Tuesday, June 10, 2008
Posted by D. Daniel Sokol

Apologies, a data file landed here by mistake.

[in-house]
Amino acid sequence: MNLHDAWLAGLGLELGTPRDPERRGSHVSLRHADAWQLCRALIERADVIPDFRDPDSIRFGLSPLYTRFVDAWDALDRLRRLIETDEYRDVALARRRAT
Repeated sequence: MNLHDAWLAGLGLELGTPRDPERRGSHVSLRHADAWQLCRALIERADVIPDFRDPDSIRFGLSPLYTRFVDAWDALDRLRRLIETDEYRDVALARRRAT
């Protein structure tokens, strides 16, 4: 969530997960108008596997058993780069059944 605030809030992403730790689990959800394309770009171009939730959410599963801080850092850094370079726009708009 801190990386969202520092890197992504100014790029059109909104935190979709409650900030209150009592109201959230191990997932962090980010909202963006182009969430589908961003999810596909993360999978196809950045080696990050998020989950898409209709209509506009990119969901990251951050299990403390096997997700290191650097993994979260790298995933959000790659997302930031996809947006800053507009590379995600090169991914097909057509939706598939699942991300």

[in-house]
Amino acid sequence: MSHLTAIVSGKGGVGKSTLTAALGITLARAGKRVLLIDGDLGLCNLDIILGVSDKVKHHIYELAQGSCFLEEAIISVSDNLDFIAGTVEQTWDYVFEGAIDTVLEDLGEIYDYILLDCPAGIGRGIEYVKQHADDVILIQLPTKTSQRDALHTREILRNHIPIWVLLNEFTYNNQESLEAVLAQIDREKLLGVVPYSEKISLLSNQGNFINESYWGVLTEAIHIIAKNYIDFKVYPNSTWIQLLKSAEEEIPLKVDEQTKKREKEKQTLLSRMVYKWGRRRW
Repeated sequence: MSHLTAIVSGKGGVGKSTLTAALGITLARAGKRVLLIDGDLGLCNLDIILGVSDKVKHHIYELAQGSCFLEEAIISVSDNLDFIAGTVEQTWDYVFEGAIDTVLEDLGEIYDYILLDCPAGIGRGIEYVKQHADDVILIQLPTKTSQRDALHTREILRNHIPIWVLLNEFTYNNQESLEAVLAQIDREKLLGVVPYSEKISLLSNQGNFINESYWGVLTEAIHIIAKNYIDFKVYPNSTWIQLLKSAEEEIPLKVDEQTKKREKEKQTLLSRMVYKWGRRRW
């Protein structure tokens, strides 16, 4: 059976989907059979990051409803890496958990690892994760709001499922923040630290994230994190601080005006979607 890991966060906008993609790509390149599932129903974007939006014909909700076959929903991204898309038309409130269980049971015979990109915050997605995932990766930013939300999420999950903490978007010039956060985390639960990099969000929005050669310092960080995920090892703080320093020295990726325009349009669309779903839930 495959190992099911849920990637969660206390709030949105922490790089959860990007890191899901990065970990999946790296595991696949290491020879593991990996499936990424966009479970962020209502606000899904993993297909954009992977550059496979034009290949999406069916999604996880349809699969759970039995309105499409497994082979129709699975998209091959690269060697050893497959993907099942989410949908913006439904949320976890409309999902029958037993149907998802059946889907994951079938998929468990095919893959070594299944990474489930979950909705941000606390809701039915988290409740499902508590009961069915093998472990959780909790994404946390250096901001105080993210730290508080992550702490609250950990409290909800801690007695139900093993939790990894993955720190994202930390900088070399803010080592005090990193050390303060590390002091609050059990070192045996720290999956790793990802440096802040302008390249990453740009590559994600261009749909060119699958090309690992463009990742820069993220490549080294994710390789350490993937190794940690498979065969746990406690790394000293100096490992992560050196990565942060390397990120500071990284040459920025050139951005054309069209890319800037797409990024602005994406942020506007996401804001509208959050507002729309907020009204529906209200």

In the 2007 movie Elizabeth the Golden Age, Cate Blanchett reprises her role as Queen Elizabeth I during some of England's most important events. In the contemporary world, we are about to witness the end of the term of Elizabeth Farina, the President of Brazil's CADE. Indeed, 4 of the 5 CADE Commissioners will soon be replaced due to the end of their terms. If we look back at the term of Farina, my sense is that her term has been the Golden Age of Brazilian competition policy at CADE (coinciding with a Golden Age in the other two Brazilian competition authorities SDE and SEAE). What changed? If you compare CADE now vs pre-Farina, CADE is more transparent and provides better reasoned decisions. Farina helped solve some of the institutional problems in terms of relations and overlap with the other Brazilian competition authorities. Moreover, she helped to make Brazil the premier competition jurisdiction in Latin America-- one that has served as a model for newer agencies in the region. Within global antitrust circles, she has made Brazilian antitrust an important voice in international antitrust institutions. This is not to suggest that more cannot be done to improve competition policy in Brazil or that there are not institutional malfunctions remains in the structure of Brazilian competition policy. Rather, if one compares the world of pre-Farina CADE with the immediate post-Farina world, one should be impressed with the results. Given the high turnover of CADE Commissioners in the very near term, my hope is that institutional memory and effectiveness will not be lost with a new set of CADE Commissioners.